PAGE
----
Libia - Migrant workers (2012)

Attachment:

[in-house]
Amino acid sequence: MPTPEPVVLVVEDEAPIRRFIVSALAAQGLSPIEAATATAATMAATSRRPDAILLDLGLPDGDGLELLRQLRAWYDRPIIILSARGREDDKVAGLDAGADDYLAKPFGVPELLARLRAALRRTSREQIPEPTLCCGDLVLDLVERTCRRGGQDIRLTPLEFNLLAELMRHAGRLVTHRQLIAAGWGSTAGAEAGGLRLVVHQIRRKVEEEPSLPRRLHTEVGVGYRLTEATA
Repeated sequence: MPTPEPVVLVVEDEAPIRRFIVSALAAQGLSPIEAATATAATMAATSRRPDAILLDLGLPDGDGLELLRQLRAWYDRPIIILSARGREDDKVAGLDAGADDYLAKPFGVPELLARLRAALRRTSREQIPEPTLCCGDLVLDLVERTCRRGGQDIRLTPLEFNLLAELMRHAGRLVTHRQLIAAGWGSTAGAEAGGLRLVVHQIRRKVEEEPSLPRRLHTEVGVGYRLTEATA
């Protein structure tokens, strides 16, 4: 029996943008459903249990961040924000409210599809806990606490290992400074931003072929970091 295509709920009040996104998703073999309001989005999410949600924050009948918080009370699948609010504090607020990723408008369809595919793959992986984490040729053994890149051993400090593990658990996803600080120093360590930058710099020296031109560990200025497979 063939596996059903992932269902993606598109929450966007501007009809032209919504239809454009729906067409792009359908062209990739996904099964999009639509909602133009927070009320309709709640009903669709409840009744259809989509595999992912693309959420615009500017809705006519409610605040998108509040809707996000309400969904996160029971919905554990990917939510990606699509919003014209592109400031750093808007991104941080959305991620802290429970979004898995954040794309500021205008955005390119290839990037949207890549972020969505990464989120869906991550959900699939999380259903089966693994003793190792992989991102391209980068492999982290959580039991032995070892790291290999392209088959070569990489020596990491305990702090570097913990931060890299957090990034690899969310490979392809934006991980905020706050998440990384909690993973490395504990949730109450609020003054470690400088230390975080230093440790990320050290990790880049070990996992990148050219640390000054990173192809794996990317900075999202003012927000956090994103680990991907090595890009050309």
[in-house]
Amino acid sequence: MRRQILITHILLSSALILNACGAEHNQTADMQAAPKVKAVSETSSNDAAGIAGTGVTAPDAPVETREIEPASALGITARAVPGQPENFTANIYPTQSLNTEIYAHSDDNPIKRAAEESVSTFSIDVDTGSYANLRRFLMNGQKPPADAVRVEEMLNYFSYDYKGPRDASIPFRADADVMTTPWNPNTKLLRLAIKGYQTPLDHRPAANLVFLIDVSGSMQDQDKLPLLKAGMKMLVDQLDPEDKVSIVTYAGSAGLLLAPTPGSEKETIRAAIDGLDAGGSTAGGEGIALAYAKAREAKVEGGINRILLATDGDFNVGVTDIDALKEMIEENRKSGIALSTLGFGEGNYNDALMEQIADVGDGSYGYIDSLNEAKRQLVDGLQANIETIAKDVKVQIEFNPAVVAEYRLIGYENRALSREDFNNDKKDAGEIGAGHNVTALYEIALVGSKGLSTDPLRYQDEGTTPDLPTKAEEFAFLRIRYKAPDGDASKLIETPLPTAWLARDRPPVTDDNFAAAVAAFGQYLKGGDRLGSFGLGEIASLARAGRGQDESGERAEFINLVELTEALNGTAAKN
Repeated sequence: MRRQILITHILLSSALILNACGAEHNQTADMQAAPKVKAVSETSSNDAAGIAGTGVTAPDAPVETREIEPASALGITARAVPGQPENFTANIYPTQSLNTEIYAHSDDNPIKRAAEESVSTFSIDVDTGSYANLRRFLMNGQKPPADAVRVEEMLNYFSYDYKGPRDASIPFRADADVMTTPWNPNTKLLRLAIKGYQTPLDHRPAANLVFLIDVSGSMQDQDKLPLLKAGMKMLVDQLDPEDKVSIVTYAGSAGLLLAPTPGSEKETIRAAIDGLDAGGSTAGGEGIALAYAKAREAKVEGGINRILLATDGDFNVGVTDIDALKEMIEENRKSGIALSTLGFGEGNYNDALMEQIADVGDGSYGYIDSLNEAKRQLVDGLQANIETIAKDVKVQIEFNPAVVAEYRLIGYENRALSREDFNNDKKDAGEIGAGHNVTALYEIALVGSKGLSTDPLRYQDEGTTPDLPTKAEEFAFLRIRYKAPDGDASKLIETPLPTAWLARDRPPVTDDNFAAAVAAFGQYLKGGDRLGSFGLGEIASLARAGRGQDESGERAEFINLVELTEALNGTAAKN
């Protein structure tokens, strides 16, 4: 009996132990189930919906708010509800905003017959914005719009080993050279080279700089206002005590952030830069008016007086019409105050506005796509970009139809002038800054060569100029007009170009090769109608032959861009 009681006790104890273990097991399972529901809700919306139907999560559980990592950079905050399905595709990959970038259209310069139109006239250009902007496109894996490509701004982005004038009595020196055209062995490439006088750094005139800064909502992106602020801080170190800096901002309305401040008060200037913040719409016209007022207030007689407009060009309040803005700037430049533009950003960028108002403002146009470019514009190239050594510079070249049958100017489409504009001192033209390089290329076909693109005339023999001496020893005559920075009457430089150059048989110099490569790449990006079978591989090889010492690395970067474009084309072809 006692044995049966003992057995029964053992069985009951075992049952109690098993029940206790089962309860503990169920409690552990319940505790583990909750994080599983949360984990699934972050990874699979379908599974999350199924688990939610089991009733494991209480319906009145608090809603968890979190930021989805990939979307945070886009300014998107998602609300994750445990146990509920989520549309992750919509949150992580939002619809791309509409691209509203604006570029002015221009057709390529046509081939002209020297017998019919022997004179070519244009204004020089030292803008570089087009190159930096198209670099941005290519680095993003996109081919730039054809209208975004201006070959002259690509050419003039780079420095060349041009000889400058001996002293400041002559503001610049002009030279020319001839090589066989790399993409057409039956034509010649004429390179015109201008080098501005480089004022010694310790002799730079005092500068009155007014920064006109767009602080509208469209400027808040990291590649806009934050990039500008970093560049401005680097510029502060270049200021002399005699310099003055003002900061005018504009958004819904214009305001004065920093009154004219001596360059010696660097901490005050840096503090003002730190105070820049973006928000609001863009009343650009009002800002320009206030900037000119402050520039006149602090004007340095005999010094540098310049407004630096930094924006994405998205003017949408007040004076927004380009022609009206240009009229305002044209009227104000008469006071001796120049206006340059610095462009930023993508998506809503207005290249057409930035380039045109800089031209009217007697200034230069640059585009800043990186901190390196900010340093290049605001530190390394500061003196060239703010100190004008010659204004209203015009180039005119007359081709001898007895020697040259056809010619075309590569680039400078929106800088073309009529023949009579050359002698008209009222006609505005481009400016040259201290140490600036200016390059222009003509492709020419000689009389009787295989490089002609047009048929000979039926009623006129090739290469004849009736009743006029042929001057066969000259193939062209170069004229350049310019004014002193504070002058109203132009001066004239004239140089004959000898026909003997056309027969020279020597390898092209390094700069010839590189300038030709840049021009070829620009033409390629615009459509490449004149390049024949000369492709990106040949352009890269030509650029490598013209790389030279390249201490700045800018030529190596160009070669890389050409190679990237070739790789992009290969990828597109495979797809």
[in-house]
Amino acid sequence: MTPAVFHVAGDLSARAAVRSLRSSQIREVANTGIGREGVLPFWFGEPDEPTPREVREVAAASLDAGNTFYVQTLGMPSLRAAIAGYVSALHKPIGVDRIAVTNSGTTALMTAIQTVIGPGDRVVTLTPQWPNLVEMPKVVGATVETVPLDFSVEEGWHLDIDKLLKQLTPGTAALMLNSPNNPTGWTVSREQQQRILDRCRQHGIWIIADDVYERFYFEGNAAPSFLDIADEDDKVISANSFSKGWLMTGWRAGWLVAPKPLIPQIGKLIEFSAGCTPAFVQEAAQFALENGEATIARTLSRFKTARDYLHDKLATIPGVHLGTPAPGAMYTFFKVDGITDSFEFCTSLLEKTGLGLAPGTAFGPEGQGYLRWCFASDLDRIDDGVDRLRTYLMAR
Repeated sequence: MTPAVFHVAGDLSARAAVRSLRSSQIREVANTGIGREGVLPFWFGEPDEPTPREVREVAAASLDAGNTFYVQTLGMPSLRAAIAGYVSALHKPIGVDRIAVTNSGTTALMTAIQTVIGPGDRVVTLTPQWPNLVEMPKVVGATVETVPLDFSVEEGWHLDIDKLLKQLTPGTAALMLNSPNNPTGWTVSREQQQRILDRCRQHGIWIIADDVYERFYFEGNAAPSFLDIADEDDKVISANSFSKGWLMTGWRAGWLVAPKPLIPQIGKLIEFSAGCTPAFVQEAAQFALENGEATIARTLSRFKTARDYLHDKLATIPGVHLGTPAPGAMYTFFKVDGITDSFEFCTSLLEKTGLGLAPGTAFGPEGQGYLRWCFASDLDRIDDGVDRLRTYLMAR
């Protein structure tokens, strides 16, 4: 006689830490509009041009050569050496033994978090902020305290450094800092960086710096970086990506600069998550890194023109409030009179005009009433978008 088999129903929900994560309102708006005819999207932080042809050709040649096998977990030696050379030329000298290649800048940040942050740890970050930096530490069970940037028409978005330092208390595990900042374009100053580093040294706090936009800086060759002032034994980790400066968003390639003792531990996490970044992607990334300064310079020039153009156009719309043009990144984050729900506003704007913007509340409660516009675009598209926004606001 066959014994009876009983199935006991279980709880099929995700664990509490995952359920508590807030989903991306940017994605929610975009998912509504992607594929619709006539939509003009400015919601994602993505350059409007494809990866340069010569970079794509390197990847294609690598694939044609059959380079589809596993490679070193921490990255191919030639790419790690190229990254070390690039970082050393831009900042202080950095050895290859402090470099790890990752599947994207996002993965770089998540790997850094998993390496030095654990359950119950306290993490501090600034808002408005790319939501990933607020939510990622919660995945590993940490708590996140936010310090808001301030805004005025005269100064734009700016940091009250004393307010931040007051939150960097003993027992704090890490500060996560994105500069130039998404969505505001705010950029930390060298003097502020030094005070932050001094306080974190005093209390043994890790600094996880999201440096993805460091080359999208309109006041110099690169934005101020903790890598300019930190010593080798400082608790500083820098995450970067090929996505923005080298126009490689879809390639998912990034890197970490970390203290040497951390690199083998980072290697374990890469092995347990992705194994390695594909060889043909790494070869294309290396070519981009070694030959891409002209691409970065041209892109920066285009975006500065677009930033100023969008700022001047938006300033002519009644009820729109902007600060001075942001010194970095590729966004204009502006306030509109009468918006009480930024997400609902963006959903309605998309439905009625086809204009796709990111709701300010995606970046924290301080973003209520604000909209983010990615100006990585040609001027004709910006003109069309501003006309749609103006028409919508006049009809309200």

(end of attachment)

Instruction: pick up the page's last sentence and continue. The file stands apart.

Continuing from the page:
Libya became increasingly reliant on workers from the Maghreb, sub-Saharan Africa and Asia. It was estimated that before the uprising over one fifth of the workforce were expatriates. Migrant workers could not form their own unions, or hold union office and the official unions did little to protect them. Sub-Saharan migrants, who made up the majority of the country’s 1.2 million foreign workers, were heavily discriminated against as they were considered to be the “underclass.” When the revolution broke out sub-Saharan migrants were robbed and harassed by the armed police and militia forces loyal to Colonel Gaddafi while at the same time, they were physically attacked by the rebels who believed them to be African mercenaries hired by Gaddafi. Over 200,000 migrant workers from the Philippines, Bangladesh, China, and Egypt fled the country when the fighting began.

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